Timber and rubber are among the natural materials used at this nursery in Stoke-on-Trent, which British practice Feilden Clegg Bradley Studios has designed to echo an adjacent nature reserve.
Named Woodlands Day Nursery and Forest School, the building is located in a former car park at Staffordshire University and provides childcare services for its students and staff, as well as teaching facilities for its own education department.
As part of the project, Feilden Clegg Bradley Studios also created a forest school to support an outreach programme in Stoke-on-Trent focused on providing nature-based learning for children.
The studio's design supports this initiative by ensuring all of the facilities bring children and staff in close contact with the natural surroundings.
"The nursery has a seamless connection with its woodland setting, supporting an adaptable and holistic learning environment that can encourage education through nature, play and adventure," said Feilden Clegg Bradley Studios partner Simon Branson.
"Using a highly insulated pre-fabricated timber structure for the construction, plentiful north and west light from the rooflights and natural ventilation, it not only has a low impact on the environment but a connection to it, allowing its users to benefit to the utmost," he told Dezeen.
Described by Feilden Clegg Bradley Studios as "a deceptively simple single-storey building", the nursery comprises two wings that frame a play garden bordered by a covered colonnade.
One of the wings is dedicated to spaces for babies and preschool children, while the other is used for the forest school.
This L-shaped layout gives each classroom access to and views of the surroundings and ensures children's privacy and safety from the adjacent road.
There are individual entrances for the nursery and forest school to ensure they can function independently.
Along the rooftop are projecting aluminium-coated skylights that bring natural light into the nursery rooms, minimising the need for artificial lighting.
These skylights also help to naturally vent the interior and allow warm air to escape, forming part of a natural ventilation strategy and effort to minimise the building's energy demand.
While connecting occupants with nature, another key goal of the project was for the building to be net-zero carbon in construction and in use.
"When considering a design that will educate and care for the next generation, we thought it was essential that it would not contribute negatively to their future world," explained Branson.
Alongside the skylights that aid natural ventilation, other measures taken to reduce energy in operation include large openable doors and a colonnade that shades the classrooms.
Heating and cooling are provided by air-source heat pumps and a ground-coupled heat exchanger, while rooftop photovoltaics are used to generate electricity, with any excess fed back to the university's power network.
Natural and low-carbon materials also formed a key part of this strategy, and were selected using the studio's own early-stage carbon calculator named FCBS Carbon.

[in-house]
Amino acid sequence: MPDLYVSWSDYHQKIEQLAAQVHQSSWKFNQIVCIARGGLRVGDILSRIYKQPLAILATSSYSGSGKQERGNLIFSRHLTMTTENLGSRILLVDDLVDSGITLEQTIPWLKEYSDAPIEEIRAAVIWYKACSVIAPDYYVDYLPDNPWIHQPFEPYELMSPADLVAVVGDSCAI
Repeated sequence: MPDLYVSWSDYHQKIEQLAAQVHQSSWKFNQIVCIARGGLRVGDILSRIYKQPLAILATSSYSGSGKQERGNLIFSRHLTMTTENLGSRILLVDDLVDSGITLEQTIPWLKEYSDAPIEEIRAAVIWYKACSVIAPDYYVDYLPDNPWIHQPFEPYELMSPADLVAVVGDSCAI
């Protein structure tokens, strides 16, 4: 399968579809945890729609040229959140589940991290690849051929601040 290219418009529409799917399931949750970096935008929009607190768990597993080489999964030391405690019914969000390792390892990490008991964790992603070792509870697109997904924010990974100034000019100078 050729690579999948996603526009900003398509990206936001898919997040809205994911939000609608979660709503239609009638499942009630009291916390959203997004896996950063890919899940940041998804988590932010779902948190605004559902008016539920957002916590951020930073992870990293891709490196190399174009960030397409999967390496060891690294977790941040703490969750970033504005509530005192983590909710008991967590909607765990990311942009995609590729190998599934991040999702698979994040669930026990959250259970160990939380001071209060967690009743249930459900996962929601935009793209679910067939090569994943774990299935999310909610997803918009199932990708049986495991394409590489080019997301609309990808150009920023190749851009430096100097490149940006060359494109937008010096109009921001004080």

Highly insulated timber was used for the main structure, alongside timber cladding and plywood floors that were used instead of a conventional concrete screed. To reduce material waste, the whole building's structure was sized to available timber sizes.
"From the outset, the nursery was designed to use, wherever possible, natural bio-based components and products," said Branson.
"This approach to the use of natural material meant that, when considering carbon and allowing for sequestration, the timber frames and other elements more than offset the carbon included in the formation of the concrete base," he continued.
"The embodied carbon in the scheme is therefore naturally negative from the outset."
Inside, the natural material palette helps to create a calming environment that echoes the woodland. Alongside the exposed timber, materials include rubber flooring and plywood joinery.
The floor plan is designed to ensure flexibility and easy configuration for activities ranging from wet play to quiet time.
To encourage children to connect with nature, the large openable doors are teamed with low windows, while recessed seating and external benches are dotted throughout.
"It was important to create an easy and intuitive link to the outside," Branson said.
"The doors to the garden are intended to be open much of the time, leading onto a colonnade which provides solar shading and also protection against rain and wind and blurring the boundaries between inside and outside teaching."
Feilden Clegg Bradley Studios was founded in 1978 by the late architect Richard Feilden and Peter Clegg. It has offices in Bath, London, Manchester, Belfast and Edinburgh.
Other recent projects by the studio include a proposal for a carbon-negative timber office and the revamp of the long-abandoned theatre of Alexandra Palace in London.
The photography is by Daniel Hopkinson.
Architect: Feilden Clegg Bradley Studios
Client: Staffordshire University
Project manager: Mace
Cost consultant: Mace
Structural engineer: CIVIC Engineers
Building services engineer: Max Fordham
Landscape design: Re-form Landscape
Transport consultant: CIVIC Engineers
Contractor: Henry Brothers